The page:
FUUSS chancel window

The chancel window was given in memory of Marion L. Crowell by Chester D. Crowell and his son and was dedicated on Easter Sunday, 1961.

The rich symbolism of the window can be interpreted in many ways, for the function of symbols is to point beyond themselves to that which can never be adequately expressed in words. Thus the window can be an ongoing source of inspiration and meaning of all those who view it.

Around the outer circumference of the window are the symbols of the world’s great religions. At the top to the left is the Cross of Christianity. The Cross, a very ancient symbol which predates Christianity, is often seen as symbolizing the Tree of Life. It, of course, also represents the means by which Christ died in order to give others new life.

To the right of the Cross is the Mystic Rose, as a Christian symbol, usually thought as representing the Virgin as the purest, most beautiful thing in the Creation; in addition, it is sometimes used as a symbol of Christ.

Next, as the view proceeds to look around the circumference in a clockwise direction, comes the Wheel of Doctrine of Buddhism; its eight spokes represent the noble eight-fold path which if followed, leads one to the outer circle of enlightenment.

Then comes the Lotus of Hinduism, another very ancient symbol representing the creative source of all being.

The next symbol is the Menorah of Judaism; its seven candlesticks can be seen as the seven branches of the Tree of Life, and its candles giving off the light of freedom and hope.

The Sacred Shield of Islam follows, with the Moslem creed inscribed upon it in Arabic: “There is no God but Allah, and Mohammed is His Prophet.”

The Yin-Yang represents Taoism, although it is also sometimes associated with Confucianism and Buddhism; it signifies that the contrasting sides of reality are not in conflict, but rather complement each other, giving rise to the creativity that leads to all existence.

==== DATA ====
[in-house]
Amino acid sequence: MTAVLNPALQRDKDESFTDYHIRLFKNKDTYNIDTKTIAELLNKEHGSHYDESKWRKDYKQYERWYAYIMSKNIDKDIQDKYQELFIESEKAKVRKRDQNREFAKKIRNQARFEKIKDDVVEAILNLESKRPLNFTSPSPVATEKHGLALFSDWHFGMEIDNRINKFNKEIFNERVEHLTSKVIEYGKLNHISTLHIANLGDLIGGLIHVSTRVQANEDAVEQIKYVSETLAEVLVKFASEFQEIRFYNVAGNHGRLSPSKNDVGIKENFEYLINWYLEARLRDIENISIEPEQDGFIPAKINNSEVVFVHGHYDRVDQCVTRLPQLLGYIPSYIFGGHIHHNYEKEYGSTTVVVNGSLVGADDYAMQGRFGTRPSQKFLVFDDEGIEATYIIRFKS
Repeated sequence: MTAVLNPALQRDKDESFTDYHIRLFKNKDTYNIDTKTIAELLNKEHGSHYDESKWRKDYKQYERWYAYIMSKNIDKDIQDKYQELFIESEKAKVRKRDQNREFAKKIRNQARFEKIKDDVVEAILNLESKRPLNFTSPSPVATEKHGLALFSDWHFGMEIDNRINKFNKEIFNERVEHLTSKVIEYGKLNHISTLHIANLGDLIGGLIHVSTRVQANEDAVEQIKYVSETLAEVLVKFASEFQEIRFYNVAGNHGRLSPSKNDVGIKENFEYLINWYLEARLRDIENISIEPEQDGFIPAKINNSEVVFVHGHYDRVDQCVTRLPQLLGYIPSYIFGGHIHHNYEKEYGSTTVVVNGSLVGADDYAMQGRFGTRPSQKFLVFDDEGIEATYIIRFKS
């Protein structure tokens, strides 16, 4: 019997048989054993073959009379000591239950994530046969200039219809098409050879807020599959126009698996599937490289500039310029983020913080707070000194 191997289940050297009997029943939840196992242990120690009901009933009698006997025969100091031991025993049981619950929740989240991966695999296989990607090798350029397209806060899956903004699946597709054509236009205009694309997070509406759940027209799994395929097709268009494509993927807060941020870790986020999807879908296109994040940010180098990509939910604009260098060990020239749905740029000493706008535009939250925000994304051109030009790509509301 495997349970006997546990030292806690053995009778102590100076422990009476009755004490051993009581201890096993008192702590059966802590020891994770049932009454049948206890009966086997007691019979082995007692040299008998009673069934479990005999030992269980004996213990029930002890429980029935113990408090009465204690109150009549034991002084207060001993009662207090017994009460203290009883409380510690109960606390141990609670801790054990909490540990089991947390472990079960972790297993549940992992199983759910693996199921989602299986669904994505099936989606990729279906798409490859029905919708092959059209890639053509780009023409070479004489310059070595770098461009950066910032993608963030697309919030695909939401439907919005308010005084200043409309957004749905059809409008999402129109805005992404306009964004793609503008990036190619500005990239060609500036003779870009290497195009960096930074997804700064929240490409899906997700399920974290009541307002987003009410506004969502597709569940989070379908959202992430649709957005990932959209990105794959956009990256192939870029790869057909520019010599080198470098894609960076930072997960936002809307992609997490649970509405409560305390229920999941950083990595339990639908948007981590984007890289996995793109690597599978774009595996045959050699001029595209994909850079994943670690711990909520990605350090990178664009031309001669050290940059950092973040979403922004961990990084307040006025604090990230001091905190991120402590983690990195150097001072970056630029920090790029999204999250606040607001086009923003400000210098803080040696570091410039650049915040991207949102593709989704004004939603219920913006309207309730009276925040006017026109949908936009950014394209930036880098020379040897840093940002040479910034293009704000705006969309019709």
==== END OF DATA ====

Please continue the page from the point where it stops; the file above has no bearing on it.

Finally, there is the Double Ladder of Joy of Confucianism, with its five rungs suggesting the five duties that Confucius taught. The fact that these ladders are placed side by side, is symbolic of the great Confucian principal of reciprocity: “Do unto other as you would have them do unto you.” Thus the climb up the ladder is never made in isolation, but in the company of others.

The open book in the center of the window can be thought of as representing either the Judeo-Christian Bible or the sacred scriptures of all the great religions- the revelations of the past. The Torch behind it symbolizes the ongoing nature of revelation and the light of new truth- the revelations of the past and the future. The Maltese Cross, with its arms reaching out from the center of the window to the four cardinal points, serves to bind the whole together and symbolizes the inter-relatedness of unity of all Being.

The window in its entirety can be regarded as a symbolic representation of contemporary Unitarian Universalism – evolutionary nature, its inclusiveness, and its openness to all sources of wisdom and truth, both ancient and modern.